At one point he answered Clinton’s disparagement of him as a “one-note” candidate by declaring, “My one issue is to rebuild a disappearing middle class. That’s my one issue.”

Most revealing of the fraud of Sanders’ “socialism” was his omission of any call for the nationalization of basic utilities such as water and sewerage. If ever there has been a demonstration of the incompatibility of social needs with corporate control over the provision of basic necessities—whether through direct ownership or via the subordination of nominally public entities to the banks—it is in the Flint crisis.

Historically in the US, the demand for public ownership and democratic control of the utilities—electricity, water, sewerage, the railroads—was a standard plank in the platforms of socialist and progressive parties in the early part of the 20th century, and was even supported by more left sections of the Democratic Party. Sanders, a conventional bourgeois politician despite his talk of “political revolution,” opposes nationalization, in line with his defense of capitalist private ownership of the banks and corporations.

 

http://www.wsws.org/en/articles/2016/03/08/deba-m08.html

On eve of first presidential contest: US two-party system in crisis

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1 February 2016

The Democratic and Republican caucuses in Iowa tonight mark the first actual contest of the 2016 US presidential election campaign, but they will involve only a tiny fraction of the population of one of the smaller American states. The US electoral system is the least democratic and the most subject to manipulation of any major capitalist country purporting to be a democracy. Just two parties, both of them right-wing and controlled by corporate interests, have an effective monopoly.

There is an acute and intensifying contradiction between the vast and diverse population of the United States, a country of 330 million people, and a political structure controlled by the top one-tenth of one percent.

The two-party system, controlled by this elite, is confronted with an unprecedented crisis of political legitimacy. Both the Democratic and Republican parties – political institutions that are more than 160 years old – are losing their hold on a population that is deeply and profoundly alienated from the political establishment.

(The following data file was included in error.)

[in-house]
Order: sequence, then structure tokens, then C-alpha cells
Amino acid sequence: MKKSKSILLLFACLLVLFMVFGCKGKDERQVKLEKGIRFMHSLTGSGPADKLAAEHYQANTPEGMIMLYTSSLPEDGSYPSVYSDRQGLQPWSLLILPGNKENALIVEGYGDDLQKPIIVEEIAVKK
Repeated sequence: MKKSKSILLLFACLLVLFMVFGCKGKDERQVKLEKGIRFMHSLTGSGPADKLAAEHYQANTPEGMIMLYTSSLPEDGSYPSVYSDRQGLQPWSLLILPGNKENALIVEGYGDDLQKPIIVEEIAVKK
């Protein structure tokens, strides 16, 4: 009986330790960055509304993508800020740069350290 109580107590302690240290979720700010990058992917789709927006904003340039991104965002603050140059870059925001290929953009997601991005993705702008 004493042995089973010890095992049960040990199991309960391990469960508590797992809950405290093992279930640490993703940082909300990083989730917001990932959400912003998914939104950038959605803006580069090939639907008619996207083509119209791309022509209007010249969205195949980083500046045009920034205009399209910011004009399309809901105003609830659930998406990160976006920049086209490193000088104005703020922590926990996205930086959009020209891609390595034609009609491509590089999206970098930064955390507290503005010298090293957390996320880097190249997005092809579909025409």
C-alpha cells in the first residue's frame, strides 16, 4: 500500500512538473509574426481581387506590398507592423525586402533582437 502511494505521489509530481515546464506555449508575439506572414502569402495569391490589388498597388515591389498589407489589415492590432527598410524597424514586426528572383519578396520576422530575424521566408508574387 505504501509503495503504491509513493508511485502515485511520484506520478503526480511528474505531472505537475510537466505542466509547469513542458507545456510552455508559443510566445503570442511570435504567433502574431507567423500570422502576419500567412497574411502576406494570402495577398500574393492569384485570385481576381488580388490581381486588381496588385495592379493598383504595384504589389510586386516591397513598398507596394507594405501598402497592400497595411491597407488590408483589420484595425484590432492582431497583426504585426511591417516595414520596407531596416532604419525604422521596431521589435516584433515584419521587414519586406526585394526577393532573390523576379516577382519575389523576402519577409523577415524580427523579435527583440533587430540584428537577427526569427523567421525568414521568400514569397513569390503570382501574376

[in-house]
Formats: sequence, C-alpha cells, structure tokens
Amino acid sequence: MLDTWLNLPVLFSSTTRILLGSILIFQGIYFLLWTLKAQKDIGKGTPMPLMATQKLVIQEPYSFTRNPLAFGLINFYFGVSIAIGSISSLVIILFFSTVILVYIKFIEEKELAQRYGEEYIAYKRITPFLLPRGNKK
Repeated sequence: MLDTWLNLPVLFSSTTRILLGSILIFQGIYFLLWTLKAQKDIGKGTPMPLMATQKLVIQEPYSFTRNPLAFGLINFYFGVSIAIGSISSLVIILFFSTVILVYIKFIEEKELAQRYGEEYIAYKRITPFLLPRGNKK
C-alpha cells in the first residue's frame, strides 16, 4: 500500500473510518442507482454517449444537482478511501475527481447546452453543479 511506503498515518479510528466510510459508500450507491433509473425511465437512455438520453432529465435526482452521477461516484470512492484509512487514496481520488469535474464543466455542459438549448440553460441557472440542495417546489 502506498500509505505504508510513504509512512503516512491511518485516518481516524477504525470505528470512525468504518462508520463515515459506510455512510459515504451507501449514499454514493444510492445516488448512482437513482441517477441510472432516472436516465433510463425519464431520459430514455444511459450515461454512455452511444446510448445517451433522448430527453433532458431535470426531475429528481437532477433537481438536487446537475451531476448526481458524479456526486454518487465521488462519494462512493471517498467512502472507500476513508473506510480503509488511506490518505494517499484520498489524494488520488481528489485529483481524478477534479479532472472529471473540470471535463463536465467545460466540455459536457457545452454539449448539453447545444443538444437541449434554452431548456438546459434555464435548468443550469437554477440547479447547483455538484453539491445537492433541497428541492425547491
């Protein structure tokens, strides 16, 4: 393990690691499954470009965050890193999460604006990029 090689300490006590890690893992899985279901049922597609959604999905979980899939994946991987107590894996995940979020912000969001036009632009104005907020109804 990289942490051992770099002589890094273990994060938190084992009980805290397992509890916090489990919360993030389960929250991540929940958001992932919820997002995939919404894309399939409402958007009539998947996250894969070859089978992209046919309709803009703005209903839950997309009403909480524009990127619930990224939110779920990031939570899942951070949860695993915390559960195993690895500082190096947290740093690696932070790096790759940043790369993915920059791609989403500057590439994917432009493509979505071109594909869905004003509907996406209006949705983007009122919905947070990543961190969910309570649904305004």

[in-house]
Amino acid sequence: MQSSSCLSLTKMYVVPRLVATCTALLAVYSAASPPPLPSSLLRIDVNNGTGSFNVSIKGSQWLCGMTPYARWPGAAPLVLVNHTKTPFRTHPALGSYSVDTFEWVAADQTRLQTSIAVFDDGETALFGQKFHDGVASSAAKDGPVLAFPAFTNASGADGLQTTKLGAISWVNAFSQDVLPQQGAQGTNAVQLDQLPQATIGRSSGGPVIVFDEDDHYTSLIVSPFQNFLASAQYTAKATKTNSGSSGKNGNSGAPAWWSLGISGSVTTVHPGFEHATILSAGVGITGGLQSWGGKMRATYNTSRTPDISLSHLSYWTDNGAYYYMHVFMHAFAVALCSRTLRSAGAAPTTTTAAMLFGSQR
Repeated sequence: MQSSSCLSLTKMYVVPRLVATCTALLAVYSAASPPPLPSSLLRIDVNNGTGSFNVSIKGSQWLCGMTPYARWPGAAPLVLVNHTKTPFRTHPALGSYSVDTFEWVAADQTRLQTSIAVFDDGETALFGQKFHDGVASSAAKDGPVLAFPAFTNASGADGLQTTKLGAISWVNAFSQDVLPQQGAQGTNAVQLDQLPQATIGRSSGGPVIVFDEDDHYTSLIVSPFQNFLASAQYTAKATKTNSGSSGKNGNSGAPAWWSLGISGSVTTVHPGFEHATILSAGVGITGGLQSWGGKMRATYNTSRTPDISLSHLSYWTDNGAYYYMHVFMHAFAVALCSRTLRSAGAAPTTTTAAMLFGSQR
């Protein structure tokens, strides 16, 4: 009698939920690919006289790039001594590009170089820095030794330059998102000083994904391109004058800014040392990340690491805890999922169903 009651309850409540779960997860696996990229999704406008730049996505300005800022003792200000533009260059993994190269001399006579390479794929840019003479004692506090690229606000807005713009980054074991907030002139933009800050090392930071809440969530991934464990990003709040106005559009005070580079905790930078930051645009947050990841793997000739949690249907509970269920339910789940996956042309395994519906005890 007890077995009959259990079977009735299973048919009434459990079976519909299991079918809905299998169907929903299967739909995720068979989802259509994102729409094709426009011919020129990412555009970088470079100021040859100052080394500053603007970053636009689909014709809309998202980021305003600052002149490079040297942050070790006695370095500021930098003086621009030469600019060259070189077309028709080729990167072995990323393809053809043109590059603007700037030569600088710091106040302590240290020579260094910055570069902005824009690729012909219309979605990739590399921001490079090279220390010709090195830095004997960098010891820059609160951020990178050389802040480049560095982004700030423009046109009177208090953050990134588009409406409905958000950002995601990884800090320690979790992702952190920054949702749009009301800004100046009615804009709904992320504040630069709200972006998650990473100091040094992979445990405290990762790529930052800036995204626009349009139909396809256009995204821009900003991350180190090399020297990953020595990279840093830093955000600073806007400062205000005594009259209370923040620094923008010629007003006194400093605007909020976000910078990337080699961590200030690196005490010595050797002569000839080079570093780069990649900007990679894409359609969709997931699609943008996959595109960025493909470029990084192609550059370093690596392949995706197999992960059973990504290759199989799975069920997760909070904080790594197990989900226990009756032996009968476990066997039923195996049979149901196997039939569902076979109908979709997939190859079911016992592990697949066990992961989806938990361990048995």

The media has been taken by surprise by the emergence of candidates in both political parties whose sudden rise and popularity was unforeseen: Donald Trump on the Republican side and Senator Bernie Sanders on the Democratic.

At the start of the campaign, the candidacy of Trump, the thuggish real-estate mogul and reality-television celebrity, was viewed as a entertaining sideshow that would soon lose its audience. As for Sanders, the media largely ignored the announcement of his candidacy, assuming that the campaign of a septuagenarian who described himself as a democratic socialist would attract only negligible support.

Contrary to all expectations, both Trump and Sanders have acquired mass support and emerged as the dominant figures in the primary process. There is a growing realization within the political establishment that the Trump campaign is a deadly serious matter, and that Trump may emerge as the nominee of the Republican Party. And while the corporate-financial interests that control the Democratic Party still expect the badly-battered Clinton to win the nomination, the Sanders candidacy is seen as a harbinger of a continuing and uncontrollable left-wing political movement.

What accounts for this unfolding crisis of the two-party system? Like all significant political developments, it has deep political and social roots. The contradictions that are now blowing the two-party system apart — developing out of the protracted decline of US capitalism — have been accumulating for decades. But the massive economic collapse of 2008, on the very eve of the election of Barack Obama, marked a qualitative turning point in the crisis of American society.

The disastrous impact of the economic crisis upon the lives of tens of millions of people is reflected in the growing rejection of a political system that is seen to be controlled by the elite which first caused and then profited off the 2008 collapse.

On the extreme right, Trump’s barrage of insults against his Republican opponents and the media resonates with a section of the electorate that feels it has been betrayed and bamboozled. Moreover, his candidacy is the end-product of a degraded political environment that has relentlessly promoted and legitimized the sort of reactionary backwardness that Trump skillfully exploits.

On the other side of the political spectrum, the growth of working class militancy and anti-capitalist sentiment, expressed in strikes and contract rejections by autoworkers, steelworkers and teachers, as well as in opposition to police killings and outrage over lead poisoning in Flint, Michigan, demonstrates that the working class is moving to the left, towards an open struggle against corporate America.